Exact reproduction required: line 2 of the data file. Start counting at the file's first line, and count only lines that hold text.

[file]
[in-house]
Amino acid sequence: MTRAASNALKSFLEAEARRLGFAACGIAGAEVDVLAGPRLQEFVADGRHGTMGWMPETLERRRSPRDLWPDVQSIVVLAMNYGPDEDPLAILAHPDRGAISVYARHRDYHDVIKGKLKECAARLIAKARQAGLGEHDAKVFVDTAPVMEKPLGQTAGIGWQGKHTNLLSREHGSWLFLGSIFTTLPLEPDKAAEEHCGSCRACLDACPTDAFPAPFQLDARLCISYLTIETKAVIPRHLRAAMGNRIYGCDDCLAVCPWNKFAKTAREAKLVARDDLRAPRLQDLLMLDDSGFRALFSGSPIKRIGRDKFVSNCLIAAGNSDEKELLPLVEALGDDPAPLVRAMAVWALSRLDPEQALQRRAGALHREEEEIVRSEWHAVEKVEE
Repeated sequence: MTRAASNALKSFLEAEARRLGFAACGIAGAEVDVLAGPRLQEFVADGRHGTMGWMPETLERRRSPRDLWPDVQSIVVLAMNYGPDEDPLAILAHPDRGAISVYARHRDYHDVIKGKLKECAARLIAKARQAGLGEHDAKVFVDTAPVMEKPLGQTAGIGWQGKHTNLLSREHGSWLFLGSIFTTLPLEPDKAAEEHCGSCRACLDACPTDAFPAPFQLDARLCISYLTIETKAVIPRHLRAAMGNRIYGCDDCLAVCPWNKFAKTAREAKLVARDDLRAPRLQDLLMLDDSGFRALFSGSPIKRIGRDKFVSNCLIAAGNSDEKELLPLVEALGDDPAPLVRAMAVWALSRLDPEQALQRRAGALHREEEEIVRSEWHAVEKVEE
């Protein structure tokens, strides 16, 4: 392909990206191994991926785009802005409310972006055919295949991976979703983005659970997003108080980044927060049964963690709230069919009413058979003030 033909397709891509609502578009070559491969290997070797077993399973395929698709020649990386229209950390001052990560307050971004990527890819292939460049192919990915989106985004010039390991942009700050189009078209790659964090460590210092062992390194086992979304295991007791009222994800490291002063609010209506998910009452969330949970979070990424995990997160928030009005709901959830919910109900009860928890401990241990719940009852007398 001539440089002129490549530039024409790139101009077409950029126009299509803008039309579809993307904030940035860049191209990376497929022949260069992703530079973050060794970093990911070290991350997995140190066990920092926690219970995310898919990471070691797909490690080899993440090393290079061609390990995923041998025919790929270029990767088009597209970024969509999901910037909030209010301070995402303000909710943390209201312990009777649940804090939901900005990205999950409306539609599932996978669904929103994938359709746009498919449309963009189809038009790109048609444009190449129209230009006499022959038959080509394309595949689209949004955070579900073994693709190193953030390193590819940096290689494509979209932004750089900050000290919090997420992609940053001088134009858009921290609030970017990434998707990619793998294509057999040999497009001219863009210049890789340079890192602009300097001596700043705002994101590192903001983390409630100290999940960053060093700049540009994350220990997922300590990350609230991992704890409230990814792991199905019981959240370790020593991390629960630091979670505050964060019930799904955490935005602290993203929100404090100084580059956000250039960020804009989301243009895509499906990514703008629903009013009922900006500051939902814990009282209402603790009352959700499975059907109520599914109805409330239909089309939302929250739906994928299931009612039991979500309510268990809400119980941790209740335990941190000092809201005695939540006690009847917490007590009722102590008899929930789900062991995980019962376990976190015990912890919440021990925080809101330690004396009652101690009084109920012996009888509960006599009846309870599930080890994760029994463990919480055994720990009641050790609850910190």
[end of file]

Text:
Amino acid sequence: MTRAASNALKSFLEAEARRLGFAACGIAGAEVDVLAGPRLQEFVADGRHGTMGWMPETLERRRSPRDLWPDVQSIVVLAMNYGPDEDPLAILAHPDRGAISVYARHRDYHDVIKGKLKECAARLIAKARQAGLGEHDAKVFVDTAPVMEKPLGQTAGIGWQGKHTNLLSREHGSWLFLGSIFTTLPLEPDKAAEEHCGSCRACLDACPTDAFPAPFQLDARLCISYLTIETKAVIPRHLRAAMGNRIYGCDDCLAVCPWNKFAKTAREAKLVARDDLRAPRLQDLLMLDDSGFRALFSGSPIKRIGRDKFVSNCLIAAGNSDEKELLPLVEALGDDPAPLVRAMAVWALSRLDPEQALQRRAGALHREEEEIVRSEWHAVEKVEE